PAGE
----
Beach-goers were shocked when the 1.9-metre carcass of an Australian Fur Seal washed up on Silver Beach, Kurnell today.
WIRES volunteer Wayne Reynolds who examined the decomposing body said it was and adult male and had probably been dead for a few days.
“There no obvious signs of injury so I couldn’t tell the cause of death,” Mr Reynolds said. “The teeth weren’t fully worn down so it wasn’t an old animal.
“It came in near baths on the south-eastern side of Silver Beach. It was badly bloated and it was starting to decompose.
“It not unusual to have seals there. There is lot seals around Botany Bay but I don’t think it was one of the locals. It probably died out at sea and washed in with the tide.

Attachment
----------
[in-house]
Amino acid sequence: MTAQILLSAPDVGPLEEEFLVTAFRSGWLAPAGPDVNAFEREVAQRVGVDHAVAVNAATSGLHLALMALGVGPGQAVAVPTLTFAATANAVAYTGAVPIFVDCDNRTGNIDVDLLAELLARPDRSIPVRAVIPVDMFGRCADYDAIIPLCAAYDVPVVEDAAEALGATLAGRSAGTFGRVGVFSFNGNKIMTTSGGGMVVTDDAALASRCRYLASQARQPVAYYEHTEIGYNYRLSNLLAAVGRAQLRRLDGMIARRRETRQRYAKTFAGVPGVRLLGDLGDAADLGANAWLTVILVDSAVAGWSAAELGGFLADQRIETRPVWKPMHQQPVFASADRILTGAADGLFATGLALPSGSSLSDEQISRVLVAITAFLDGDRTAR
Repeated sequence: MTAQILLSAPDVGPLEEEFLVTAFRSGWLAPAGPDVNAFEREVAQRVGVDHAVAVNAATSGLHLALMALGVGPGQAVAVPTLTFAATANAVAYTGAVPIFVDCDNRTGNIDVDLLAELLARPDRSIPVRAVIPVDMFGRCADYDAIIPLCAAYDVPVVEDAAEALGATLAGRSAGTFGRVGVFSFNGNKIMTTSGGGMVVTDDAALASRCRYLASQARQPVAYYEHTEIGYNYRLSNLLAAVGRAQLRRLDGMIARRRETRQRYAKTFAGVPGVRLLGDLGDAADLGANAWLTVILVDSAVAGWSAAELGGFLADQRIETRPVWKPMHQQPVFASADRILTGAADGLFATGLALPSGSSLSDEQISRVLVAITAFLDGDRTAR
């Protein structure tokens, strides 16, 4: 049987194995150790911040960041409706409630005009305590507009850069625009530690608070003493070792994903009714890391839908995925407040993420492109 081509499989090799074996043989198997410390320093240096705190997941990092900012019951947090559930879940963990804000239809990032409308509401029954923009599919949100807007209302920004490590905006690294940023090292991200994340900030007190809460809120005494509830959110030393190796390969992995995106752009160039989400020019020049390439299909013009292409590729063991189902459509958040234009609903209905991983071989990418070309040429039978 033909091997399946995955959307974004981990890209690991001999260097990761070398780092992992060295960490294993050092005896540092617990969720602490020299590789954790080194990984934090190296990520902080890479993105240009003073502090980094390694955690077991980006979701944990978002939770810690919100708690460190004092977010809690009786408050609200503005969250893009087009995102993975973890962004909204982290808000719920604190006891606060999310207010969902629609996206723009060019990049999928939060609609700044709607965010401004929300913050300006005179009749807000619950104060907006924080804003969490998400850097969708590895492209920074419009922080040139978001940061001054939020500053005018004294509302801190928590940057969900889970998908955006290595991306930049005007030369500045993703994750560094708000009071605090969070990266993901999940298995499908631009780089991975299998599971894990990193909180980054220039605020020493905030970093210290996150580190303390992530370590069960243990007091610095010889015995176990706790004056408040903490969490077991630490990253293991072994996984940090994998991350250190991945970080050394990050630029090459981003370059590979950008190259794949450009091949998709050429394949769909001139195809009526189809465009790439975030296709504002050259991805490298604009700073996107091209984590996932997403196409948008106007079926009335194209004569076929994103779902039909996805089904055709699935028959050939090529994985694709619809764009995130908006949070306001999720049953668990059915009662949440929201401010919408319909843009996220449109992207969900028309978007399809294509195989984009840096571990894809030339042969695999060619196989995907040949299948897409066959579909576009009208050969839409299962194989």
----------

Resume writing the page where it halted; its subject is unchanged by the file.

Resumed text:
“If anybody sees an injured seal on the beach don’t approach or touch them because you don’t know what disease it may have. You have to be wary of dead animals on the beach. Just call ORRCA marine rescue on 9415 3333 or National Parks and Wildlife,” Mr Reynolds said.
The body was taken away by council workers to be buried.
Australian Fur Seals are usually found along the south-eastern Australia, Tasmania, Victoria and Bass Strait, although that have been found as far north as mid-coastal New South Wales.
Males, or bulls can grow to over two-metres and weigh 218 to 360kg, and females, or cows, are approximately 1.5 metres long and weigh between 36 to 113kg.